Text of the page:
Video: E36 M3 Hunts 996 GT3 & Gallardo Superleggera At The ‘Ring

Sometimes a talented driver, a stellar chassis, and a stout motor are enough to hang with supercars, which ought to stride off into the distance. Instead of becoming little specks on the horizon, the Porsche 996 GT3 and Lamborghini Gallardo Superleggera here are made to look almost silly when chased by a well-sorted and skillfully driven E36 M3. Especially at the 12.9-mile Nürburgring, where this humble BMW demonstrates how 500 horsepower doesn’t mean everything when the track is technical and demanding.

The Silky Straight-Six S52

Off the bat, the BMW’s powerplant isn’t exactly underpowered. The European version of the 3.2-liter S52 motor is far punchier than the U.S. with a much better valvetrain, double Vanos, and roughly another horsepower over the American hamstrung version. This particular example, benefiting from a Supersprint exhaust, makes a healthy 312 horsepower and 260 lb-ft — nothing to be sniffed at.

That’s about half the horsepower the Lamborghini’s V10 makes, but the S52’s 312 horsepower is delivered in a silky, linear, manageable wave of torque with plenty of top-end power. While this straight-six motor doesn’t have so much to spin the wheels regularly, it’s enough when complemented by a friendly balance, incisive nose, and stunning outright grip.

The Best Balanced M

It’s not like the E36 M3 hasn’t proved its mettle at the Nordschleife before. A more dedicated track-spec M3 has rounded the ‘Ring in a scarcely believable 7:25. This car is much-less focused but is still capable of staggering times. Much of this has to do with Max, the Swiss ace sitting in the driver’s seat, while some of it has to do with an incredible chassis.

As the agile Miata dances on the limit of grip, Max keeps up from entry to apex without any difficulty.

The lightweight E36 carries great speed, rarely breaks away, and is so planted that it inspires confidence in the Nürburgring’s trickiest sections. It can easily match a well-driven Miata through faster corners like Aremberg (2:24), and it also has the punch to out-drag the Mazda.

While the S52 isn’t powerful enough to treat rolling chicanes like an afterthought, there is enough boogie to move around a slower car if there’s a decent straight around. Indeed, the S52-powered M3 straddles the fence between a momentum car and a muscle car.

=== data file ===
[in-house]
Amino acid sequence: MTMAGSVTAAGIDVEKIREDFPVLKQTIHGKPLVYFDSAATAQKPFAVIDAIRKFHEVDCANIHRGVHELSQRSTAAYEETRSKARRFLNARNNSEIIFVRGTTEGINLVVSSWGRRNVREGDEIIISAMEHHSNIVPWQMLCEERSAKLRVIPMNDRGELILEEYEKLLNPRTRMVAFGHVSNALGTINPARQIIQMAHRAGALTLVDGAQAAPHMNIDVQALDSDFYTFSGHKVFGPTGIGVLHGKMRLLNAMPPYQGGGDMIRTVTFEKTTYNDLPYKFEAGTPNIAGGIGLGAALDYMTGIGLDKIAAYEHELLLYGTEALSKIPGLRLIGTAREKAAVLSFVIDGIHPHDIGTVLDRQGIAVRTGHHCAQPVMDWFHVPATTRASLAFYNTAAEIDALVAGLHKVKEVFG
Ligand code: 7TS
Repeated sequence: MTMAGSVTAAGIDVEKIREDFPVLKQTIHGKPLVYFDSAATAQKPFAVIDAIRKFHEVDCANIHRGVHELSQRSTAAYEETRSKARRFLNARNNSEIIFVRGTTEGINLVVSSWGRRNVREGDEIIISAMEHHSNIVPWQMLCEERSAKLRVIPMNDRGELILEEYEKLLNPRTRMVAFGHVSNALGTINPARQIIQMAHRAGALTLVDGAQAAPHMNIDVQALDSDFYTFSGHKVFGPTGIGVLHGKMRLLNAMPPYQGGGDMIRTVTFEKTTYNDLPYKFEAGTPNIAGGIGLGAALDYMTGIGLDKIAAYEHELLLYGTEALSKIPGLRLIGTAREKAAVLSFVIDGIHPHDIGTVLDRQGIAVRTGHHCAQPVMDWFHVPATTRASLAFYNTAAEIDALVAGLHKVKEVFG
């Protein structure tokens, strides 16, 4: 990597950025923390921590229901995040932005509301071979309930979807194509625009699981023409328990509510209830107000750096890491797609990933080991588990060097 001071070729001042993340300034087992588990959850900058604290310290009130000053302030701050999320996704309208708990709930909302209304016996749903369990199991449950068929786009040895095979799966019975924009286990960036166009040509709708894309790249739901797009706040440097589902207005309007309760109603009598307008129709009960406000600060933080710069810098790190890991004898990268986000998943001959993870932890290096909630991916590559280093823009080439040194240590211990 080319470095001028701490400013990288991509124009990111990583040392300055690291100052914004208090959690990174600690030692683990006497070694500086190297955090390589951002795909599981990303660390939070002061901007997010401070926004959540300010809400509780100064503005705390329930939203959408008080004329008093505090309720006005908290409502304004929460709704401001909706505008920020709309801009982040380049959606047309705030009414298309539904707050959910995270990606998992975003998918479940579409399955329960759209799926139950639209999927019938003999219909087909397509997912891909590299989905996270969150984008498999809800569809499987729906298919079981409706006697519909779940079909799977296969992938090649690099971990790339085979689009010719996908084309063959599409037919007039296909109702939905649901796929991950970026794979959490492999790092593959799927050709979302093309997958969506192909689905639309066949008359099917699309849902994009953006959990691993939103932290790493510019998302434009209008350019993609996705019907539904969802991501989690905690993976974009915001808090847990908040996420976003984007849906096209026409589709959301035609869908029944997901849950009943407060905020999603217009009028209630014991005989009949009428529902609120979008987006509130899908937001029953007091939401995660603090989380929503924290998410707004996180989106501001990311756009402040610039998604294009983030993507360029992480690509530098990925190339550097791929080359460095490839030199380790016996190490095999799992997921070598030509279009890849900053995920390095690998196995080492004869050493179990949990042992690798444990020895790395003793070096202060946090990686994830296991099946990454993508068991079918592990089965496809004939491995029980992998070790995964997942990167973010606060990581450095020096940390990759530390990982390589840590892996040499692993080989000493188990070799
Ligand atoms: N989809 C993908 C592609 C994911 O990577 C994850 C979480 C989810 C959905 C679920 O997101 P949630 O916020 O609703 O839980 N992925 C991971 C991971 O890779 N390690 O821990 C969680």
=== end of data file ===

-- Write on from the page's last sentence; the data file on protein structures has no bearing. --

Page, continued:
To stay in contention with much quicker cars, Max relies on tidier lines, late braking, and his ability to roll impressive entry speeds. He’s hilariously quick through the more technical sections. Watch how he actually begins to outrun the GT3 at the famously treacherous exit of Ex-Mühle (4:14).

We’ve seen before how the off-camber exit occasionally forces Porsches into a troublesome situation, and we can even see how the GT3 shimmies over the crown of the road in this clip. Max’s mid-corner speed is so much higher that it seems he’s on the verge of outrunning the GT3 at the exit. It takes a few seconds, but eventually, the Porsche’s 435 horsepower overpowers the M3’s momentum. Life just isn’t fair.

Max gets alongside the GT3 at the exit of Ex-Mühle, but eventually, the Porsche’s screaming 3.8-liter puts it back in front.

Staying in the Fight

The horsepower disparity makes itself evident in the straighter sections like Kesselchen (5:20). Even though the two exotics streak out of sight, Max never gives up, brakes late, and crashes the party again once they arrive at the Karussel. Though he couldn’t see them 15-seconds earlier, he’s now nipping at their heels!

From there on, wherever the corners are heavily cambered, Max can close the gap by one or two car lengths at a time (6:51). This proves a nicely balanced car with good grip and usable torque can hang with well-driven supercars. Considering M3s of this vintage are going for $10,000-15,000 these days, maybe it’s time to put the V8 dreams on the back burner and sort out an E36.

About the author

Tommy Parry

Tommy Parry has been racing and writing about racing cars for the past seven years. As an automotive enthusiast from a young age, he worked jobs revolving around cars throughout high school, and tried his hand on the race track on his 20th birthday. After winning his first outdoor kart race, Tommy began working as an apprentice mechanic to amateur racers in the Bay Area to sharpen his mechanical understanding. He has worked as a track day instructor and automotive writer since 2012, and continues to race karts, formula cars, sedans, and rally cars in the San Francisco region.
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